Aspekte van landskapverandering in die landdrosdistrikte van Clanwilliam, Vanrhynsdorp en Vredendal

De Kock, Gerhardus Lourens (1983-03)

Thesis (D.Phil.)--Stellenbosch University, 1983.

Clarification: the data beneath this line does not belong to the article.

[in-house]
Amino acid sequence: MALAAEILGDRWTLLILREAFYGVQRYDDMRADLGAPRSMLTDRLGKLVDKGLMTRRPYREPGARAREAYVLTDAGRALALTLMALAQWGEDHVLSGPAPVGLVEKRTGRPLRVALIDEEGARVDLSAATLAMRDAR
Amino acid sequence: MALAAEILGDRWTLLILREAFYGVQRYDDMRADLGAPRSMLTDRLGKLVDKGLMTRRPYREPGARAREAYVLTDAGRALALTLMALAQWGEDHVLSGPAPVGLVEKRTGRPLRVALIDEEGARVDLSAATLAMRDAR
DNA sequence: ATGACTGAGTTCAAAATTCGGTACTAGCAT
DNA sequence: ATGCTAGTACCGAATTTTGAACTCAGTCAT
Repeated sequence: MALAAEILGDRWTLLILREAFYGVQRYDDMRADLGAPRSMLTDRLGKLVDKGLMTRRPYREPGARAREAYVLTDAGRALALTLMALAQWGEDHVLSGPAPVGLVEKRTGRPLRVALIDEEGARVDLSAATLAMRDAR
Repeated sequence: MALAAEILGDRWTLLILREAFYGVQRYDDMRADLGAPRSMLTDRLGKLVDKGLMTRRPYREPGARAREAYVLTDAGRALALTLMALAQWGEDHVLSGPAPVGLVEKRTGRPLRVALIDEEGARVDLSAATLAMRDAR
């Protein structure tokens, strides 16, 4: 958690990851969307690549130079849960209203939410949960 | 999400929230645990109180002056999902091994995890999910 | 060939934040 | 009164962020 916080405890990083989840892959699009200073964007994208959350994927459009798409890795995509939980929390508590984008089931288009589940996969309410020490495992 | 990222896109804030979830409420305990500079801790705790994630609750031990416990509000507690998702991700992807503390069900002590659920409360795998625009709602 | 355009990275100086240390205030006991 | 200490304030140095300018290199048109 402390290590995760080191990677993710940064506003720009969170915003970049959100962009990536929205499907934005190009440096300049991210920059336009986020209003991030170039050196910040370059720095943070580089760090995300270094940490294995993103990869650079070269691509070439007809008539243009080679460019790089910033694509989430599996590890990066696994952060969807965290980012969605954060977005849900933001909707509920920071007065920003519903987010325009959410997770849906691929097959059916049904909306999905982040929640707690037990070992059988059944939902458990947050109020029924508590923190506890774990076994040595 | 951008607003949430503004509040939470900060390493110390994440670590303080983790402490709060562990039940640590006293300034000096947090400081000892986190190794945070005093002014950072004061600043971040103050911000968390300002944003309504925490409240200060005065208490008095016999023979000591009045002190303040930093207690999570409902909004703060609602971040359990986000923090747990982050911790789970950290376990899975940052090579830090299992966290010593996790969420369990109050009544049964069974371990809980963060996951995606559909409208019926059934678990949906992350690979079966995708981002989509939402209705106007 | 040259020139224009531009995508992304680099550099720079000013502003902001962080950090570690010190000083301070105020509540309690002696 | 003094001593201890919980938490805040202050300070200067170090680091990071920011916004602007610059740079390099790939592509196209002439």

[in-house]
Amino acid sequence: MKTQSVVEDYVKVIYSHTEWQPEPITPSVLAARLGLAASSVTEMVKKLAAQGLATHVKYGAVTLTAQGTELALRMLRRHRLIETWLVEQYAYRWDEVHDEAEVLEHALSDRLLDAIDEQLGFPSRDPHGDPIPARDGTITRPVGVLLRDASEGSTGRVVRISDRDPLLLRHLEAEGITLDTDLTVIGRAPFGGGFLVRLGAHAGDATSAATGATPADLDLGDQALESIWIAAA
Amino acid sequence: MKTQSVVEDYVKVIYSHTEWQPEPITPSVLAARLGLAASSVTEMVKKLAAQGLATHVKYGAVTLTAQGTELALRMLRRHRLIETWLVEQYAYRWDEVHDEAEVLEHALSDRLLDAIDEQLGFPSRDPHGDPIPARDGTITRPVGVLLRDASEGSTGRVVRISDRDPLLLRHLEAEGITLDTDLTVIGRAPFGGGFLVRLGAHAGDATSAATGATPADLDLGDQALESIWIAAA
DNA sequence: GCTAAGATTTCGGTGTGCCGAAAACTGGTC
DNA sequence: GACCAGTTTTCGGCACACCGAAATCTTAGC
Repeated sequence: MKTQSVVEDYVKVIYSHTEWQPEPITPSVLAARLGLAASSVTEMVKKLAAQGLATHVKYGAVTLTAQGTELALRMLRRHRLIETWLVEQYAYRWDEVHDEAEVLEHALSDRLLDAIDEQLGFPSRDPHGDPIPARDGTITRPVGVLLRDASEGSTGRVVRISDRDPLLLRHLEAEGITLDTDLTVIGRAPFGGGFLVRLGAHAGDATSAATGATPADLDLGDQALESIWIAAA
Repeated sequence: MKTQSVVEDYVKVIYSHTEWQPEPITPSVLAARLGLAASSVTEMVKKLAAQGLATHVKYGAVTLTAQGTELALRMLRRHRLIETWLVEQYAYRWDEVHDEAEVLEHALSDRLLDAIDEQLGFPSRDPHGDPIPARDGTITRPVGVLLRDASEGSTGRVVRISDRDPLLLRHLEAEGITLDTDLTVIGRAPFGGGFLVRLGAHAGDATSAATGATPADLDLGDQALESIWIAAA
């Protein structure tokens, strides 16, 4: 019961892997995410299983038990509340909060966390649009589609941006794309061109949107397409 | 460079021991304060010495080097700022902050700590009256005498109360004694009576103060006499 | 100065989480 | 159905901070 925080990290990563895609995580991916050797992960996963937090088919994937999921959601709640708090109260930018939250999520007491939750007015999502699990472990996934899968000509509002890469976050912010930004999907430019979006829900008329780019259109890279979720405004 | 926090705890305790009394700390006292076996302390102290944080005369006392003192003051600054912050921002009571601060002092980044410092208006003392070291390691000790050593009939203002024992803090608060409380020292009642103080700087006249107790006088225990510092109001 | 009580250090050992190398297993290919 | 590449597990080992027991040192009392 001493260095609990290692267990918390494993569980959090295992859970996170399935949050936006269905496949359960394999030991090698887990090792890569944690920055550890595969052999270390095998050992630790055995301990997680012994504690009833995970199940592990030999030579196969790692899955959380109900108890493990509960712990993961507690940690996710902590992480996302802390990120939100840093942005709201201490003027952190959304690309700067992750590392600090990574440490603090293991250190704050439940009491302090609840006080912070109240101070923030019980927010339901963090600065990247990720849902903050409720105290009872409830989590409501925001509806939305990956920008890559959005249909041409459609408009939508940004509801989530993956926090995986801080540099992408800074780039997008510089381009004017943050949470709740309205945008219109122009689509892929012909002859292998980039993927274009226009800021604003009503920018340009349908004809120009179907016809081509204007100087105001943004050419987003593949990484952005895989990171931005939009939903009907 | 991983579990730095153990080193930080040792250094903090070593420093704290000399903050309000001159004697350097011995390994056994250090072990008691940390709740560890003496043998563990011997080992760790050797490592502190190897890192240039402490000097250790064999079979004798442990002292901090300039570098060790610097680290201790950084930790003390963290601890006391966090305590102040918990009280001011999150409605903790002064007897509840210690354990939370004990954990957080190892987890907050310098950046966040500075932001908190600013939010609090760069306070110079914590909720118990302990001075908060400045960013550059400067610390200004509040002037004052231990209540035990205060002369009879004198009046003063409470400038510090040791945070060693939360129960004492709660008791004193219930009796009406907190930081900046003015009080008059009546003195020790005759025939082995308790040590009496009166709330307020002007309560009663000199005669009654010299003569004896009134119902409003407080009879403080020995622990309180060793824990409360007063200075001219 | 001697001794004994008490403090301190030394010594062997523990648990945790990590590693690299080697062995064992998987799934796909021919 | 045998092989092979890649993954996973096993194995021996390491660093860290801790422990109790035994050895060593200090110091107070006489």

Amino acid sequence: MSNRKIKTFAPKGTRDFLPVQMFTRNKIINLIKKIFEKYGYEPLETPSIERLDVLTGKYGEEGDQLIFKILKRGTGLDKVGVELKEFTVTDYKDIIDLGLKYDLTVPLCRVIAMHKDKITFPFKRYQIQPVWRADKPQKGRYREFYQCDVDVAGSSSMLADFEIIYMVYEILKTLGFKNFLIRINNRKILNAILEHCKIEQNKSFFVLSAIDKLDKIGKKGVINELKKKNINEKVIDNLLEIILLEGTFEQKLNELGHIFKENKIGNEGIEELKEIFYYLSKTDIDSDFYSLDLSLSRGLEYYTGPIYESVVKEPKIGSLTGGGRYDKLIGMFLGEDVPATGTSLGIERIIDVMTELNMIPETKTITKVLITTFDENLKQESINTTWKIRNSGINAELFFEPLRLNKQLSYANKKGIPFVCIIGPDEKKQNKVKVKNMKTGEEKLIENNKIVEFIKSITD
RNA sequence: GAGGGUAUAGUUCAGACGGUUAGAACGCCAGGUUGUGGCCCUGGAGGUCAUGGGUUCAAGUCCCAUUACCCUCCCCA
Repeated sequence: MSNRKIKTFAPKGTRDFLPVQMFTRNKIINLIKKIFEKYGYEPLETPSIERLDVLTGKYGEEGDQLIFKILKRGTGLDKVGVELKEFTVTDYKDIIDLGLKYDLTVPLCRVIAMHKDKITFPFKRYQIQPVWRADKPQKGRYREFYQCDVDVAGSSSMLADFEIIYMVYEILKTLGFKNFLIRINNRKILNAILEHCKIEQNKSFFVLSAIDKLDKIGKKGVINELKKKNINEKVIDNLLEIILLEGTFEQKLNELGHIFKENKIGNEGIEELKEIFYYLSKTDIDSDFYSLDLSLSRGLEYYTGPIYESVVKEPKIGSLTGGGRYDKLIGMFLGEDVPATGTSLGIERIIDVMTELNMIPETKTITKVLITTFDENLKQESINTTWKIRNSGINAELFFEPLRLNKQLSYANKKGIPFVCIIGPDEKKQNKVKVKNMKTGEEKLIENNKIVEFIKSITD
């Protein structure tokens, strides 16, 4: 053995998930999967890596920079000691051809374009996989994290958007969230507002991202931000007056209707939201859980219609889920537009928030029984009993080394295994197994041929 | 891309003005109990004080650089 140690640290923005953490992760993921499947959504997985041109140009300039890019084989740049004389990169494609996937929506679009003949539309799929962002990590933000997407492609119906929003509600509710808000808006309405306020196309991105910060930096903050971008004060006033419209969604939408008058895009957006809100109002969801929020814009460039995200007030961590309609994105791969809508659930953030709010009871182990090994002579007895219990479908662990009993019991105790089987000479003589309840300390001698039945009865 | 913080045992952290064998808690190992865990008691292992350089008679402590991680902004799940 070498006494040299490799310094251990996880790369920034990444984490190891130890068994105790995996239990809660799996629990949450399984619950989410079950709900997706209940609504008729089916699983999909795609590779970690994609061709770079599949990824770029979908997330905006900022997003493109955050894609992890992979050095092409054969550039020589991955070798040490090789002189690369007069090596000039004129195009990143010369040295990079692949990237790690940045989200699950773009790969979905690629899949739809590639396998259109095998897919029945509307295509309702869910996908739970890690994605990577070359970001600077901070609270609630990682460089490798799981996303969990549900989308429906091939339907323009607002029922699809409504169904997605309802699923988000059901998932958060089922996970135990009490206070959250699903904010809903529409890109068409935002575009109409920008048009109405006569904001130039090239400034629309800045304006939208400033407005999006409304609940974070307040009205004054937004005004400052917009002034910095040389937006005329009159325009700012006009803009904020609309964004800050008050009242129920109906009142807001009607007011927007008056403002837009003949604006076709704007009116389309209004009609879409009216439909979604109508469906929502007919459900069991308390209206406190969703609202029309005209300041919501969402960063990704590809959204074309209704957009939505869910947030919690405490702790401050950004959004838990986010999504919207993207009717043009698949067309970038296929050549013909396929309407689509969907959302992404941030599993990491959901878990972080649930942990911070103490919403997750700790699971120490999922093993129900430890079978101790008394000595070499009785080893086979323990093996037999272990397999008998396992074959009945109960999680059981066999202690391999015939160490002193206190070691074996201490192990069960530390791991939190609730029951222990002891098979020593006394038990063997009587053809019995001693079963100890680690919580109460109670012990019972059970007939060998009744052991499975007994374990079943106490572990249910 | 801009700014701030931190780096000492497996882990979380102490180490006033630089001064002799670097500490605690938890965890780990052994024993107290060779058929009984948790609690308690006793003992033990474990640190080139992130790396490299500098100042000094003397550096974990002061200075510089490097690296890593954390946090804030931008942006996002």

ENGLISH ABSTRACT: This study is an analysis of the actual appearance of the visible landscape of the magisterial districts Clanwilliam, Vanrhynsdorp and Vredendal in the Cape Province, R S A. The study area coincides roughly with the basin of the Oliphants River and includes parts of the Sandveld, the Hardeveld and the Knersvlakte between the Atlantic Ocean and coastal mountain range nortHwest of Cape Town. Throughout the study the visible landscape is interpreted as the product of a specific combination of natural and human influences interacting with each other over a long period of time. Consequently the term "Landscape" is defined as the tangible and cumulative result of the intervention of a succession of human life support systems in the natural environment. To establish the extent and nature of this human intervention, the changing landscape is traced from the period before the first human occupance of the area up to the present time. This procedure made it possible to find explanations for the present appearance of the landscape, since the landscape is in many ways the sum total of the influences of numerous visible and invisible processes that operated in the area over time. The method of investigation employed is therefore described as historical-geographical. The study commences with a reconstruction of the genesis of the physical environment (geological and climatogical) and then traces its subsequent evolution chronologically up to the time when Man first appeared on the scene. This provides an understanding of the physical setting and an explanation of the natural resources that later served as a lure for human settlement. The reconstruction and description of the physical components of the landscape start with the geologic evolution. The close relationship between terrain, soil and hydrology, and their relationship to and dependence on the lithologic substructure are discussed. Next an attempt is made at reconstructing local climatic change over the millenia. Against this background of climate,together with soil and surface water, exercising a strong control on the biotic environment, in which vegetation and its evolution is the most significant link in the food chain supporting the fauna of an area,the vegetation is discussed. Finally, a discussion of animals, which appeared last in the evolutionary chain of earthly events, is presented in an ecosystem context. Throughout this first section the natural resources and physical processes that might have influenced Man's settlement in early as well as present times, are identified, setting the stage for the second section of the dissertation, namely an analysis of the cultural aspects of the landscape. The cultural landscape is also unravelled chronologically, beginning with the prehistoric Stone Age Culture (which is subdivided into three sub-cultures), and proceeding through historic periods up to the present mode of cultural occupancy and activities. In studying the evolution of the cultural landscape, most attention is focussed on the more recent period of human occupance and settlement. In this respect the study area has a highly distinctive history in that it formed the first land route from Table Bay to the interior of Southern Africa and was consequently cine of the first parts of the subcontinent to be settled by Whites beyond the innnediate environs of the Cape of Good Hope itself. This analysis of the cultural components of the landscape forms the core of the research and particular attention is paid to the morphology and character of the various types of rural and urban settlements. Presentday rural settlement is confined to extensive stock-farming and limited irrigation farming, whilst typical "Afrikaner-Boeredorpe" (i e, small rural service centers or central place towns) and fishing, railway, and religious or missionary villages and hamlets are found scattered over the 20 500 km2 study area. In the final section of the dissertation a synthesis of al the components of the physical and cultural landscapes is made by subdividing the study area into seven landscape types and their salient characteristics are summarised. In conclusion the problem of ecological imbalance is highligted in this marginal environment where Man is living in disharmony with the constraints of the natural setting and its resources, due to his deliberate or inadvertent abuse of the physical components of the landscape. This finding leads to the proposal that future regional planning programs pay particular attention to the vulnerability of the natural environment under conditions of increasing pressure of population and rising standards of living in this developing community.

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